Disabled drivers could lose free parking Downtown
Jeremy M. Lazarus | 1/25/2019, 6 a.m.
Drivers of vehicles bearing handicap license plates or placards are poised to lose the privilege of parking for two hours free on Downtown streets.
Since September, Mayor Levar M. Stoney has called on Richmond City Council to eliminate the free parking based on a finding that large numbers of able-bodied drivers are obtaining handicap placards to evade paying meters, making it harder for others to find street parking.
The federal Americans with Disabilities Act does not require the city to offer such a benefit.
After 90 days of mulling the proposal, City Council’s three-member Finance and Economic Development Committee voted Jan. 17 to send the measure to the full council with a recommendation for approval, potentially clearing the way for passage.
No one spoke against the measure before the committee, which is led by 9th District Councilman Michael J. Jones.
If approved, the change would require all drivers, disabled or not, to pay meter charges in the Downtown area bounded by Belvidere and 14th streets, Interstate 95 and the Downtown Expressway.
People with handicap license plates or placards still could park for up to four hours without charge at metered spaces in other parts of the city.
In 2013, City Council reduced free parking for drivers with disabilities from four hours to two hours in Downtown.
The mayor began pushing elimination after Bobby Vincent, director of the city Department of Public Works, conducted a survey and found “that about 75 percent of Downtown parking spaces are filled with vehicles with disabled parking placards.”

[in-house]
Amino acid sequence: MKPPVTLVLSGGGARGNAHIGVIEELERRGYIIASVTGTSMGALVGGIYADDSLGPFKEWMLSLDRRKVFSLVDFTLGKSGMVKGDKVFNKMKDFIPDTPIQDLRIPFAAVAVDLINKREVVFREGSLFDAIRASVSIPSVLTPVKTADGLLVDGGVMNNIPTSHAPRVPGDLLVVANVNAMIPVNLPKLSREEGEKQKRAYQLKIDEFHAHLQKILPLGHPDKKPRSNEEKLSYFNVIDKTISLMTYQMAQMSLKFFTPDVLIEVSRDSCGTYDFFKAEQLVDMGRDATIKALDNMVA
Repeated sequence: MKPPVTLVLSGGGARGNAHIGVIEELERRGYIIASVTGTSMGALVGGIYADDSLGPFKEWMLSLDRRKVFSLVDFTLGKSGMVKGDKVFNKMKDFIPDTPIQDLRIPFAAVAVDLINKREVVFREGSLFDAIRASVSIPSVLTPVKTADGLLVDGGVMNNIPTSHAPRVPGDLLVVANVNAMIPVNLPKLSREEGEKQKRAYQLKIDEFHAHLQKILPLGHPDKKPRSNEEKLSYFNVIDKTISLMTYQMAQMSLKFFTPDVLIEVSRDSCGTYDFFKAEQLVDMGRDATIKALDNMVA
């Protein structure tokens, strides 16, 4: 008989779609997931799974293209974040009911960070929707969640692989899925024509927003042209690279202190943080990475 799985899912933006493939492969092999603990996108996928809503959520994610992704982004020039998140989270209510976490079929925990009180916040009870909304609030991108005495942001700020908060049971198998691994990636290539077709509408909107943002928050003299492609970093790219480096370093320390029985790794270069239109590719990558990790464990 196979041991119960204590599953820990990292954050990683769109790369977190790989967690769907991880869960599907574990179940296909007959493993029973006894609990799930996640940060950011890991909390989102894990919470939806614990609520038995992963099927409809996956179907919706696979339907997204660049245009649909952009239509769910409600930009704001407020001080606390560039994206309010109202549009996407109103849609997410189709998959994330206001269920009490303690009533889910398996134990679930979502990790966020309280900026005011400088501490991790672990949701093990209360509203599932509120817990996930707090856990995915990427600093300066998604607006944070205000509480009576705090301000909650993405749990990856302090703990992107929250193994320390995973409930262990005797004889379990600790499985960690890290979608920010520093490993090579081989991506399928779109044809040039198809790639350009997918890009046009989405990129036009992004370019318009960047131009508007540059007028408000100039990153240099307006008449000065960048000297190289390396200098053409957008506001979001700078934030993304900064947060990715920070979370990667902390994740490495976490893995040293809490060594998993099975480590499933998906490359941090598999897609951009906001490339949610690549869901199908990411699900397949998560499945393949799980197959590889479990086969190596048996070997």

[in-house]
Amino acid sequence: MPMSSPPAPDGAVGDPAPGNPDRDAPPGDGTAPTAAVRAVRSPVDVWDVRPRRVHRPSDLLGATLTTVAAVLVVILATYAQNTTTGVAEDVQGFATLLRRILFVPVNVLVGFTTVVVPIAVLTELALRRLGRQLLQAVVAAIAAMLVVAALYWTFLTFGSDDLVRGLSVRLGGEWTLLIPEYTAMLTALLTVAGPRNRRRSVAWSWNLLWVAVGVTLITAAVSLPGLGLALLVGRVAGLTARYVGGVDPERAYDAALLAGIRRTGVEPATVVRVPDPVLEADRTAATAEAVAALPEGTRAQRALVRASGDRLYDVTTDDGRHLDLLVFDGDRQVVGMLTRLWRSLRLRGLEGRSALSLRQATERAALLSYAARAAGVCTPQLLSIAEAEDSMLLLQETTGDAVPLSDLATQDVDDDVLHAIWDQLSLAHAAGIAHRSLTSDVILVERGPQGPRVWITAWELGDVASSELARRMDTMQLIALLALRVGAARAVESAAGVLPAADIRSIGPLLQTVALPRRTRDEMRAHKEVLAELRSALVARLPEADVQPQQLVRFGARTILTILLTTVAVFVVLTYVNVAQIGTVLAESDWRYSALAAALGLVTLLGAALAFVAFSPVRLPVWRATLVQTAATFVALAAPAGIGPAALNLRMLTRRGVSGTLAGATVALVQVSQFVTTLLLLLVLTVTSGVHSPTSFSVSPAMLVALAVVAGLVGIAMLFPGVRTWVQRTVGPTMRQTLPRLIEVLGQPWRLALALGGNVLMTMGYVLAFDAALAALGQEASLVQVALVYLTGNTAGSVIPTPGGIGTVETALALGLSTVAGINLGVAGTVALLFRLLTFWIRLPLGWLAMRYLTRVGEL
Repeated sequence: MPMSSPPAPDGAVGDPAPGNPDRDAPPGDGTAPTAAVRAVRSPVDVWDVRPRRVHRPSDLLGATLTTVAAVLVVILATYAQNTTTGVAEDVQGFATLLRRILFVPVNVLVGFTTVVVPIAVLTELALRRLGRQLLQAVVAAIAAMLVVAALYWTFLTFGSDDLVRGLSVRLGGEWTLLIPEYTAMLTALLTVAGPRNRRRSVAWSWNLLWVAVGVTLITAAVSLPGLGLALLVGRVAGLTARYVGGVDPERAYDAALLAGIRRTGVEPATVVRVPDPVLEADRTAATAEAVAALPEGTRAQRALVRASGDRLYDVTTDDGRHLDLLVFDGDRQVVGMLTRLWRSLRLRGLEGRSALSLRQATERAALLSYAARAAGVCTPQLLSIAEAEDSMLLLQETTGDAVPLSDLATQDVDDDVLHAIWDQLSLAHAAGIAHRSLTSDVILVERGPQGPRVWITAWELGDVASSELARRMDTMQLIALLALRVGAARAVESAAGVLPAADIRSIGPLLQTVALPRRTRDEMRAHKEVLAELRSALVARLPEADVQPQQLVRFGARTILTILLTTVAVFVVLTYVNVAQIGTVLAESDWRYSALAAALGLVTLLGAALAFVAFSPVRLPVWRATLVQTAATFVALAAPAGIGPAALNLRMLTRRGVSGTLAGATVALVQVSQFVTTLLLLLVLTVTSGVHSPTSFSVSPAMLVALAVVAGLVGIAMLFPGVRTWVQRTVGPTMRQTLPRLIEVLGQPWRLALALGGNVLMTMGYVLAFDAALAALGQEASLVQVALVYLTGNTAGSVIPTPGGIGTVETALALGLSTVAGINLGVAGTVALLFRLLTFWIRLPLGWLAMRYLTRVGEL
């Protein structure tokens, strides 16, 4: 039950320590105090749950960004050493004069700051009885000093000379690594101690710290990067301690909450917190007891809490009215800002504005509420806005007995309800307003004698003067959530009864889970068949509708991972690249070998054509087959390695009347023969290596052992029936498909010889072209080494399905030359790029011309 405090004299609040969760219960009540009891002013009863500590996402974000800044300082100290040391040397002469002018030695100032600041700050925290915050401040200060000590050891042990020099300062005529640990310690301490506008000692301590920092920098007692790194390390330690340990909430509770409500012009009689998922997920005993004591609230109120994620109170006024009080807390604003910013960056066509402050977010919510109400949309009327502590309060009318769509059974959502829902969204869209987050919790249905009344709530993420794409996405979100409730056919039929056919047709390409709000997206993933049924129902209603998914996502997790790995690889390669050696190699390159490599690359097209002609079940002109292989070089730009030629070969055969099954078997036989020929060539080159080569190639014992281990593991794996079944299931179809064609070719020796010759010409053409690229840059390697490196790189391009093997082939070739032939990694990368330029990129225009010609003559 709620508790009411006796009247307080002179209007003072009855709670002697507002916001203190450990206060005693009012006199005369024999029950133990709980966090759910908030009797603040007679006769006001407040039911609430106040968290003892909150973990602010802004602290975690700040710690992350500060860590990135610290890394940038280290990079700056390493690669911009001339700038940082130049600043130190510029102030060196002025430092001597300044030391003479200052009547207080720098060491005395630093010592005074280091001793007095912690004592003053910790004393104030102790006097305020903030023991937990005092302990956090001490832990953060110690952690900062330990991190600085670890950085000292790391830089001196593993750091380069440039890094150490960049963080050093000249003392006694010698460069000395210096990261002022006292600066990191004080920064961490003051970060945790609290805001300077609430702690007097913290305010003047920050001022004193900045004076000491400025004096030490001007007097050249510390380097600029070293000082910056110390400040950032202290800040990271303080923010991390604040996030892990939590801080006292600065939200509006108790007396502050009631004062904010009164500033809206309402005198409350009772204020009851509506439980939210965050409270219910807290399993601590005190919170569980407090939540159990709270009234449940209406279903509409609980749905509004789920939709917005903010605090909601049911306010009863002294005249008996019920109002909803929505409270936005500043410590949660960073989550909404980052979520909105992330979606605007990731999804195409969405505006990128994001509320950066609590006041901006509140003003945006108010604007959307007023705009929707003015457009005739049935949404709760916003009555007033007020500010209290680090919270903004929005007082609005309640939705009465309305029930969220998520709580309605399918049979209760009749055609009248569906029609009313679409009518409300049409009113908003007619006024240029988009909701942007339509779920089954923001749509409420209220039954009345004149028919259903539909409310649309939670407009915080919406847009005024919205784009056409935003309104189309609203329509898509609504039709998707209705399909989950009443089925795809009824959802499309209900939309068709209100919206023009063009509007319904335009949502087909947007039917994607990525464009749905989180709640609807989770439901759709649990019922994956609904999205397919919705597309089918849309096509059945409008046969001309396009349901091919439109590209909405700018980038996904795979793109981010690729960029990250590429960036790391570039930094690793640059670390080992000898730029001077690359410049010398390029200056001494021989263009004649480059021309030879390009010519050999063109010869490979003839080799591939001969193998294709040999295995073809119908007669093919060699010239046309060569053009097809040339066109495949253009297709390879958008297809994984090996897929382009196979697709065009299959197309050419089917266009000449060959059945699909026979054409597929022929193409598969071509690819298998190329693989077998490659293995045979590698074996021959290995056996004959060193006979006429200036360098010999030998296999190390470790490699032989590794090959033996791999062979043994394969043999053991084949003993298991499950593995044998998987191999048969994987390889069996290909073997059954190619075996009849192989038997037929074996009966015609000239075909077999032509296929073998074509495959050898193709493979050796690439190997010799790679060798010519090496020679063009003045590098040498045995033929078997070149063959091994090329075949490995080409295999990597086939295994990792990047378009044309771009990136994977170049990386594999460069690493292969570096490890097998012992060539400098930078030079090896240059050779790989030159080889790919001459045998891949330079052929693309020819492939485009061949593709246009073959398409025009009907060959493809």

Mr. Vincent also reported that staff of the city’s Parking Division has “observed first hand the shuffling of cars throughout (Downtown)” by employees of local businesses who often use the placards to avoid having to pay meter charges.
While unmentioned in the ordinance, Mr. Vincent pledged to create at least one designated handicapped space on each side of each Downtown block. The spaces would be equipped with special blue-headed meters, he stated, with revenue from those meters earmarked to pay for services for the disabled, such as curb cuts, sidewalk improvements and audible devices to aid the blind at pedestrian crosswalks.
“The abuse of disabled placards has become a serious problem,” Mr. Vincent added, noting that the number of permits issued “far exceeds space availability.”
Spending the money from the blue-headed meters to provide “services that benefit all people with disabilities seems much fairer and more efficient than providing free parking for placard abusers,” he concluded.